Vancouver Waste-Water Found To Have High Levels of Opioids & Meth, Study Finds

Vancouver Drug Use

Vancouver’s opioid crisis is well-documented, but a new study shows just how ingrained it is in our city.

To learn about drug use patterns in Canada, Statistics Canada launched a year-long project to test waste-water samples around the nation.

Researchers studied waste-water from Halifax, Montréal, Toronto, Edmonton, and Vancouver.

According to Statistics Canada, the study covers 8.4 million Canadians, collectively, which is almost 20% of the Canadian population.

The study looked into drug use as it relates to cannabis, cocaine, methamphetamine, codeine, and morphine, by testing for specific chemical compounds.

Here’s what they found, as it relates to Vancouver drug use:


To test for cannabis use, researchers tested for THC‑COOH, a compound that results from our body’s conversion of THC. Based on samples from March 2018 to February 2019, Vancouver ranked similarly to Toronto. Both higher than Edmonton but significantly lower than Montréal, as well as Halifax, which was the highest.

Statistics Canada notes that “less than 1% of the mass of cannabis consumed is ultimately excreted as THC‑COOH”. Because of that, results may be lower than reality.


For cocaine, researchers tested for benzoylecgonine, “a compound that is quite stable in wastewater”. Surprisingly, Vancouver ranked the highest, at about 450 grams per million people per week.

In addition, second-highest was Halifax, at just below 400 grams. Behind Halifax was Montréal, Toronto, and Edmonton, all of which were around 300 grams. (For comparison, results for cannabis in Vancouver were around 300 grams.)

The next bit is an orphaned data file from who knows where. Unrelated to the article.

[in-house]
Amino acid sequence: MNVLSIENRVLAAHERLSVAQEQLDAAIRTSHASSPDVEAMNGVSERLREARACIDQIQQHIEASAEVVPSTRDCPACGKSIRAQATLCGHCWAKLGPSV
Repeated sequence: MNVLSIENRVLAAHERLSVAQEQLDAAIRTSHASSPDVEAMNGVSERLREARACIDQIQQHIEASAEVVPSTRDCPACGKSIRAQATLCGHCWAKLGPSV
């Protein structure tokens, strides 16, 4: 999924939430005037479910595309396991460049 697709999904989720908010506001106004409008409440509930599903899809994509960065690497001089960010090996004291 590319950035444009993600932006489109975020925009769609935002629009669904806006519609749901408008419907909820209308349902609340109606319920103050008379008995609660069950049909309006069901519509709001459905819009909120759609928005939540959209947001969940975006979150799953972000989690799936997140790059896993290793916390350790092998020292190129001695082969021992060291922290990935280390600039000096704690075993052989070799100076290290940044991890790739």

Meth was directly tested for in the samples, as “a large portion of this drug passes through the body unchanged.”

Here, Vancouver also ranked surprisingly high. Edmonton and Vancouver ranked highest and second-highest, at just-over and just-under 500 grams, which was higher than Halifax, Montréal, and Toronto, combined.


The first of two opioids that were tested, codeine, like many other opioids, degrade very quickly in waste-water. Because of this, and because many opioids break down into morphine, Statistics Canada warns that the data may or may not skewed.

Edmonton ranked the highest, at over 800 grams, almost double that of second-highest Halifax (475 grams). Vancouver came in third-highest, at around 375 grams.


Statistics Canada notes that there is no way to distinguish between prescribed and non-prescribed morphine use. However, morphine prescriptions aren’t exclusive to Vancouver, so the results from all cities would be affected at a somewhat-similar level.

Vancouver, as one might expect, ranked the highest when it comes to morphine. Second and third-highest were Edmonton and Halifax, respectively, all three of which were above-average.

Furthermore, while codeine use peaked in March and lowered in late-summer, morphine use remained stable throughout the year.

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